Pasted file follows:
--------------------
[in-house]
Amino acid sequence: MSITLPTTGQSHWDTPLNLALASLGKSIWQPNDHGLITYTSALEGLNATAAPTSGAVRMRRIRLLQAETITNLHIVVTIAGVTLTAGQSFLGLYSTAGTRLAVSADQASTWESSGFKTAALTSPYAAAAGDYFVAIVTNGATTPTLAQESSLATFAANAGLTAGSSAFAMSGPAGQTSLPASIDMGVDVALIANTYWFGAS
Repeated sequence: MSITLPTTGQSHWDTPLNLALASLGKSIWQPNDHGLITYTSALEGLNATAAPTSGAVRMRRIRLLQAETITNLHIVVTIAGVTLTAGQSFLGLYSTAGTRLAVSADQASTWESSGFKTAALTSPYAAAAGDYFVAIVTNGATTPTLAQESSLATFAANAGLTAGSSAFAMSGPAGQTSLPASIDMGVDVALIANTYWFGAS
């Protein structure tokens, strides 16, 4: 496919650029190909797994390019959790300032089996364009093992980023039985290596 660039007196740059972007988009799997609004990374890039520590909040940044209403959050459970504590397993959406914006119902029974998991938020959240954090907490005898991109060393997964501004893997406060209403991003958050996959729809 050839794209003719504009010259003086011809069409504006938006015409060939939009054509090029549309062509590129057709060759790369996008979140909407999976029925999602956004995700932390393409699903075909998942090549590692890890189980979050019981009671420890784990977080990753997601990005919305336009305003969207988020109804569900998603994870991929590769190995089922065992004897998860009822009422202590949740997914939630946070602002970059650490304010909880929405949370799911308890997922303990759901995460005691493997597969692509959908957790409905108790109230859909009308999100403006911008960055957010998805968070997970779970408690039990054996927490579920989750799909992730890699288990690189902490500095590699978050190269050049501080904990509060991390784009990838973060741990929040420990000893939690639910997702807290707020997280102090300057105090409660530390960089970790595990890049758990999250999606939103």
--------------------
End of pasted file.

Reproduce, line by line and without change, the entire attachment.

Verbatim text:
[in-house]
Amino acid sequence: MSITLPTTGQSHWDTPLNLALASLGKSIWQPNDHGLITYTSALEGLNATAAPTSGAVRMRRIRLLQAETITNLHIVVTIAGVTLTAGQSFLGLYSTAGTRLAVSADQASTWESSGFKTAALTSPYAAAAGDYFVAIVTNGATTPTLAQESSLATFAANAGLTAGSSAFAMSGPAGQTSLPASIDMGVDVALIANTYWFGAS
Repeated sequence: MSITLPTTGQSHWDTPLNLALASLGKSIWQPNDHGLITYTSALEGLNATAAPTSGAVRMRRIRLLQAETITNLHIVVTIAGVTLTAGQSFLGLYSTAGTRLAVSADQASTWESSGFKTAALTSPYAAAAGDYFVAIVTNGATTPTLAQESSLATFAANAGLTAGSSAFAMSGPAGQTSLPASIDMGVDVALIANTYWFGAS
């Protein structure tokens, strides 16, 4: 496919650029190909797994390019959790300032089996364009093992980023039985290596 660039007196740059972007988009799997609004990374890039520590909040940044209403959050459970504590397993959406914006119902029974998991938020959240954090907490005898991109060393997964501004893997406060209403991003958050996959729809 050839794209003719504009010259003086011809069409504006938006015409060939939009054509090029549309062509590129057709060759790369996008979140909407999976029925999602956004995700932390393409699903075909998942090549590692890890189980979050019981009671420890784990977080990753997601990005919305336009305003969207988020109804569900998603994870991929590769190995089922065992004897998860009822009422202590949740997914939630946070602002970059650490304010909880929405949370799911308890997922303990759901995460005691493997597969692509959908957790409905108790109230859909009308999100403006911008960055957010998805968070997970779970408690039990054996927490579920989750799909992730890699288990690189902490500095590699978050190269050049501080904990509060991390784009990838973060741990929040420990000893939690639910997702807290707020997280102090300057105090409660530390960089970790595990890049758990999250999606939103």